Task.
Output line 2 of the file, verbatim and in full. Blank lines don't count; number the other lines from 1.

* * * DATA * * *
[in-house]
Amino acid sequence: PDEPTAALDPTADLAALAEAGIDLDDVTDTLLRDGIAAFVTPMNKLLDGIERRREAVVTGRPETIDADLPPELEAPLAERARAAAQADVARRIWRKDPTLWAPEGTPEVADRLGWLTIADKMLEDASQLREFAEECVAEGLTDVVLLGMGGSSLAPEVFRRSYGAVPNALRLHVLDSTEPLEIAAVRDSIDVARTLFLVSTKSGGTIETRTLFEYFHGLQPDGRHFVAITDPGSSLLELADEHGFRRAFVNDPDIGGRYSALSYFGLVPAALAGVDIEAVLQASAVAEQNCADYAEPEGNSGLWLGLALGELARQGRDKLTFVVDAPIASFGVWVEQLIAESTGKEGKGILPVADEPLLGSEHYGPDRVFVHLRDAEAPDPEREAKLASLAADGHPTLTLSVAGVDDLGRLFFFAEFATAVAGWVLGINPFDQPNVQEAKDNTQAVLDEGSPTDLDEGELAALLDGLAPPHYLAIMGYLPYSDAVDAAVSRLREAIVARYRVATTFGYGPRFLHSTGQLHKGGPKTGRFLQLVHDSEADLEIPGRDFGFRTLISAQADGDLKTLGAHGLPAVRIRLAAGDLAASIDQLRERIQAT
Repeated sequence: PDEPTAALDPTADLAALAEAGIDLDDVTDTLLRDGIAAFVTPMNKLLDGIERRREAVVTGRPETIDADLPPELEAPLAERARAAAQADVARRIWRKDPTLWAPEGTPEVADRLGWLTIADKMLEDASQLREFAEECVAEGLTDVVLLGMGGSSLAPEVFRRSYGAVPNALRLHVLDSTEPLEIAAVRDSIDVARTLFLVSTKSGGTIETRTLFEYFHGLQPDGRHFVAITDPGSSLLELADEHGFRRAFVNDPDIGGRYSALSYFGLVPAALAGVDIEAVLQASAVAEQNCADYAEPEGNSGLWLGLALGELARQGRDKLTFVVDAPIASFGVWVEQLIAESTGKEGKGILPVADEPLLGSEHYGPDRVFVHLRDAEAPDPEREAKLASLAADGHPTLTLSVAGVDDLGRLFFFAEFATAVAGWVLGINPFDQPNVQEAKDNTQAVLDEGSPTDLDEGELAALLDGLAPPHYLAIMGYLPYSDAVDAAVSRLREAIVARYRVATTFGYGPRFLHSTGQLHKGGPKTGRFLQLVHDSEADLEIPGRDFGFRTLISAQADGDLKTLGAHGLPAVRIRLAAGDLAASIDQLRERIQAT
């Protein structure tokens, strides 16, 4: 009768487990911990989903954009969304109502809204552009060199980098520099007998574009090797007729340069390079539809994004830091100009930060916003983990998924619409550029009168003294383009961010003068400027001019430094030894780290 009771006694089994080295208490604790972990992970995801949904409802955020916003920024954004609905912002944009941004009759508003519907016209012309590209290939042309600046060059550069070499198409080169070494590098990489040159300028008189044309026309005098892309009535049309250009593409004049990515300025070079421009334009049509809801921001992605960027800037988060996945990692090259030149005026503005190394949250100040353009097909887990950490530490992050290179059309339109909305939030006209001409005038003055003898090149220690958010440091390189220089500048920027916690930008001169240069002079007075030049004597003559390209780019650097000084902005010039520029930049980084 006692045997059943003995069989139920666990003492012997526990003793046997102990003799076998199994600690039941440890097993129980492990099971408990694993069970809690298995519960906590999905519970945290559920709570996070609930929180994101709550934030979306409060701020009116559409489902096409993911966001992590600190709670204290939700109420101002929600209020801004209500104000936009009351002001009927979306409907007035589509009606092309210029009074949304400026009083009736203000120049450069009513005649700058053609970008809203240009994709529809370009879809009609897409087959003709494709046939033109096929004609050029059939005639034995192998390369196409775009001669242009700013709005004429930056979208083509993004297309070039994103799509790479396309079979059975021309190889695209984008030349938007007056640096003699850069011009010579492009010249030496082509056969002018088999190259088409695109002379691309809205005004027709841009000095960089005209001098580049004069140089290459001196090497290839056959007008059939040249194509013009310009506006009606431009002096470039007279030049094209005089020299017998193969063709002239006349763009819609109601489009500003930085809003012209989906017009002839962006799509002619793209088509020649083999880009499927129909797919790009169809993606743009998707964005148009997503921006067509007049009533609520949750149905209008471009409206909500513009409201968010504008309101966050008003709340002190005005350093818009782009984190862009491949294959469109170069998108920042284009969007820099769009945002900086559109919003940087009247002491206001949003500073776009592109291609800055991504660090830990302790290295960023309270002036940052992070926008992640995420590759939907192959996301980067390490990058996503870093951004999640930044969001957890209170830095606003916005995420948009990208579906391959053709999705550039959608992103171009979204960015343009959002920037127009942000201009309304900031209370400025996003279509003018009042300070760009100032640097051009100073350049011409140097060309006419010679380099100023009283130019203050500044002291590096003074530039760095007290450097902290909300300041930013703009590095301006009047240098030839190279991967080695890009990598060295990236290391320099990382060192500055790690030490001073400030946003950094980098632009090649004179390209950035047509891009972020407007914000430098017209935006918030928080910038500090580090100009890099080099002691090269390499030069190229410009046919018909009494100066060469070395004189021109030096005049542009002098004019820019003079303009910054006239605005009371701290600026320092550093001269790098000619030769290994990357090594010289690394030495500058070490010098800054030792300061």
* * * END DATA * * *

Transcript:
Amino acid sequence: PDEPTAALDPTADLAALAEAGIDLDDVTDTLLRDGIAAFVTPMNKLLDGIERRREAVVTGRPETIDADLPPELEAPLAERARAAAQADVARRIWRKDPTLWAPEGTPEVADRLGWLTIADKMLEDASQLREFAEECVAEGLTDVVLLGMGGSSLAPEVFRRSYGAVPNALRLHVLDSTEPLEIAAVRDSIDVARTLFLVSTKSGGTIETRTLFEYFHGLQPDGRHFVAITDPGSSLLELADEHGFRRAFVNDPDIGGRYSALSYFGLVPAALAGVDIEAVLQASAVAEQNCADYAEPEGNSGLWLGLALGELARQGRDKLTFVVDAPIASFGVWVEQLIAESTGKEGKGILPVADEPLLGSEHYGPDRVFVHLRDAEAPDPEREAKLASLAADGHPTLTLSVAGVDDLGRLFFFAEFATAVAGWVLGINPFDQPNVQEAKDNTQAVLDEGSPTDLDEGELAALLDGLAPPHYLAIMGYLPYSDAVDAAVSRLREAIVARYRVATTFGYGPRFLHSTGQLHKGGPKTGRFLQLVHDSEADLEIPGRDFGFRTLISAQADGDLKTLGAHGLPAVRIRLAAGDLAASIDQLRERIQAT